Counting and Cracking – The start of a new conversation (Theatre Review)
Counting and Cracking
Belvoir and CoCurious
Part of The Festival of Sydney, 11 January to 2 February.
Then Adelaide Fetival 2 – 9 March.
Images: Brett Boardman
Part way through Act 2 of Counting and Cracking Apah (Prakash Belawadi) makes the following statement: “Two languages, one country. One language, two countries.”
This statement becomes a mantra for Counting and Cracking, an epic piece of theatre and a collaborative success story between Belvoir and CoCurious Productions. Years in the making, developed across time and language and with a 19-strong ensemble that includes international artists, Counting and Cracking is a monumental effort that exemplifies non-violent resolution through speech. Audience members treated to multiple languages interpreted from the side of the stage see, hear and feel the power of language in relating. In a stunning (and terrifying) re-enactment of the July 1983 anti-Tamil riots in Colombo the audience witness an “as if first hand” connection to violence used for resolution.
In 1921 Walter Benjamin (who committed suicide as a refugee running from the Nazi’s) posed the question “Is any non-violent resolution of conflict possible?” His answer in Critique of Violence claimed such non-violent resolution of conflict is possible in what he calls “relationships among private persons.” It is inside courtesy, sympathy and trust and the sphere of human relation that evokes understanding inside language. Or as Apah would say, “Two languages, one country.”
However, Counting and Cracking does not play itself out in a philosophical vacuum. If the anti-Tamil Pogrom can be resolved by accepting the multiplicity of language, it also suggests the cause of the anti-Tamil Pogrom is language. Apah asks how the rioters know the difference between a Tamil and a Sinhalese. The answer is of course, language. The Sinhalese rioter reacts to stories and information given and eventually can’t distinguish between real Tamils and their image. This narrative over determines experience to such a degree that even Tamils see themselves the way the Sinhalese portray them.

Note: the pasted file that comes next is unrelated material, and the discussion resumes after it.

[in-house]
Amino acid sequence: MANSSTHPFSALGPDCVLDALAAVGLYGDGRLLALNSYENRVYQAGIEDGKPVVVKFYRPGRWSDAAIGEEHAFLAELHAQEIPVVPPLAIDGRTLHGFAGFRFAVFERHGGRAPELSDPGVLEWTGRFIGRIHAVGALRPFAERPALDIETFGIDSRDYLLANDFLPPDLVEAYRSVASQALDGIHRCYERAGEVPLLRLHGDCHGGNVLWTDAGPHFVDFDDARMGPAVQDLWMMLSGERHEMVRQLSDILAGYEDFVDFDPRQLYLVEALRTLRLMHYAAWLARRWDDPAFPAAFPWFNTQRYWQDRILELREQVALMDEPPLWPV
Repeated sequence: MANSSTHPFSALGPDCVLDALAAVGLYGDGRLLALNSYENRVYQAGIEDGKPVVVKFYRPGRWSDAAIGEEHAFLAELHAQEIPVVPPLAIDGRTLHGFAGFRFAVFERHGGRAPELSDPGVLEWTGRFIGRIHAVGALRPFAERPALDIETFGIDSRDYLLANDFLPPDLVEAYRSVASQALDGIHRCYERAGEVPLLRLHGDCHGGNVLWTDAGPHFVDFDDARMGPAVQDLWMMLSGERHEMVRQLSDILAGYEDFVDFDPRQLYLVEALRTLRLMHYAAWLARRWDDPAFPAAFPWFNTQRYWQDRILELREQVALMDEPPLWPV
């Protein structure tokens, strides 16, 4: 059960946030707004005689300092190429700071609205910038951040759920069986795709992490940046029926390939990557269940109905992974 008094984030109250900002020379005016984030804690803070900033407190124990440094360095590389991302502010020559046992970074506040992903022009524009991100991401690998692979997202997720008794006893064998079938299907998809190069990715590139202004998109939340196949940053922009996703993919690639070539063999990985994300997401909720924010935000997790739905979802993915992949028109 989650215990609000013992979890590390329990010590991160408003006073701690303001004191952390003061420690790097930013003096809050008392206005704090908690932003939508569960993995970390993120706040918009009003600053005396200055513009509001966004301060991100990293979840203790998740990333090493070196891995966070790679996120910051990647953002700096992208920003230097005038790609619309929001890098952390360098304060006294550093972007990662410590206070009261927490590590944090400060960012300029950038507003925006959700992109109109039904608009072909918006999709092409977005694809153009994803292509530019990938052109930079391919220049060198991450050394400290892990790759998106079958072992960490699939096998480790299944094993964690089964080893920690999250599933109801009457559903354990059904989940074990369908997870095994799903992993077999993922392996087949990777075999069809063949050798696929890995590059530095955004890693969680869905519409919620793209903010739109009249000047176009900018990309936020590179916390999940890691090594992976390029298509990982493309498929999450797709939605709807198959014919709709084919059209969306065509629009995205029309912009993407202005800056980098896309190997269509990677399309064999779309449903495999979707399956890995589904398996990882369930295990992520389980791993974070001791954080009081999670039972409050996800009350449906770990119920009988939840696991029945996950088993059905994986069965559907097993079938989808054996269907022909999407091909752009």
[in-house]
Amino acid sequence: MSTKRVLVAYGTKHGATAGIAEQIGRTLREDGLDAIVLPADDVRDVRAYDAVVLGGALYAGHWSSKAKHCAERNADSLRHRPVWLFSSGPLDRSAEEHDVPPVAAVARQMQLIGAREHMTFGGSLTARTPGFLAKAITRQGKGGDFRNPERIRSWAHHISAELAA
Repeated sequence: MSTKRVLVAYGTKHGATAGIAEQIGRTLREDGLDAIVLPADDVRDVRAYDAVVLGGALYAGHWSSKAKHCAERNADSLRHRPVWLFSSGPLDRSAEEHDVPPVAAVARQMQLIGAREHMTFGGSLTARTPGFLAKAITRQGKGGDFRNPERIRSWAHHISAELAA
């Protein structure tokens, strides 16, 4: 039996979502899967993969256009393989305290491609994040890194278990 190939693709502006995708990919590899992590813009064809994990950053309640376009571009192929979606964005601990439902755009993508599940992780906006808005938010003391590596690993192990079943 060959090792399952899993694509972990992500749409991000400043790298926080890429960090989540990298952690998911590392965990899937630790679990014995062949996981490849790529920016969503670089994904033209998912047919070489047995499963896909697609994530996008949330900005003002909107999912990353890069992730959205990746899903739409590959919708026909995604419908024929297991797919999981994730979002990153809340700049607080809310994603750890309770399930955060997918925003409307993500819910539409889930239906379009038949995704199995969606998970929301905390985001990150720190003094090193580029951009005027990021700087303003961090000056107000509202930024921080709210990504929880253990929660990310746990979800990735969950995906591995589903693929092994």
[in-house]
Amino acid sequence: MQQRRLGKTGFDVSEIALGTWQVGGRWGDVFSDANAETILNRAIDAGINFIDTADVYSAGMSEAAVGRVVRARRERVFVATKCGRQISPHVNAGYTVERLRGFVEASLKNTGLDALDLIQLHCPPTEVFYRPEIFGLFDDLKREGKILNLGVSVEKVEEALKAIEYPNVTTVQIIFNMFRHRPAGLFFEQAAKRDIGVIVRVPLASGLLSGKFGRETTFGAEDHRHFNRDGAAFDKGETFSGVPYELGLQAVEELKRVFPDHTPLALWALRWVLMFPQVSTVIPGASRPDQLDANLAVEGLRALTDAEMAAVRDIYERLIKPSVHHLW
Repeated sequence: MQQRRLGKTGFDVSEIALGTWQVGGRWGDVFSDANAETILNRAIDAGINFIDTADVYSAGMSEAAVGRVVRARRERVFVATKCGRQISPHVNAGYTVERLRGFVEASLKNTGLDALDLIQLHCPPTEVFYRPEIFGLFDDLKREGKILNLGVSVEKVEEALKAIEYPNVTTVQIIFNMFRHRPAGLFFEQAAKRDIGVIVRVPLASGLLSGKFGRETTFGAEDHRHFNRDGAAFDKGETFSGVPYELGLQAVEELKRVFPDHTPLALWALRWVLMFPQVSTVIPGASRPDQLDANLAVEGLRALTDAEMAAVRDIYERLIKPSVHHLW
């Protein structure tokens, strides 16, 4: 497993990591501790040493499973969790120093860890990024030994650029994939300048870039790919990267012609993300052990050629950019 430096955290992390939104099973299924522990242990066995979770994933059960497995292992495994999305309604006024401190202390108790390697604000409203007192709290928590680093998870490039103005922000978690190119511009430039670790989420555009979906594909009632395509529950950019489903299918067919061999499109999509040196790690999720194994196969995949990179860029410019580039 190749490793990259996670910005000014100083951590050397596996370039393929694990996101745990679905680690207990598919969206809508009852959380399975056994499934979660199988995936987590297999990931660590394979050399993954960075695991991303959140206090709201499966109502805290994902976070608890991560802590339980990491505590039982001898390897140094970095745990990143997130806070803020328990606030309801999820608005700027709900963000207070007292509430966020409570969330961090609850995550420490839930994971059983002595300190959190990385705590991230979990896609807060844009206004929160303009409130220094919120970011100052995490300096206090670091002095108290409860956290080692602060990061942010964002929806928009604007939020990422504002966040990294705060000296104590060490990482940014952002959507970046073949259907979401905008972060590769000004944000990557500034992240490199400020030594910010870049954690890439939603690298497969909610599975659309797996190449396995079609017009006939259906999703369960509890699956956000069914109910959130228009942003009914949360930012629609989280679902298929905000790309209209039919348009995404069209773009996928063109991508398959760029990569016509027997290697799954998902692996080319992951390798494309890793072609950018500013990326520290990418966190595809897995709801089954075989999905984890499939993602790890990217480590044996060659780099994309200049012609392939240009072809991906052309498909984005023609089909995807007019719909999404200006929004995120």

Every protest therefore is not a simple reality being protested but an experience of their real predicament. As Wittgenstein put it, the limits of my language are the limits of my world. Not only do we all live in the prison of language, we also dwell in a torture-house of language, as in the long physical torture of Thirru (Antonythasan Jesuthasan) in prison or the long emotional torture of pregnant Radha (Nadie Kammallaweera) who flees alone with her parents’ ashes to another country. Who is the refugee but a subject under language and a bearer of the violence inherent in language? As Elfride Jelinek stated, “language should be tortured to tell the truth.” Surely the most perfect manifestation of this torture is poetry which can be used to manifest an essence that is only defined around the edges of meaning? Is it not true that a focus on meaning is where misunderstanding becomes violent? Where is, or what is, the language of agency and relation?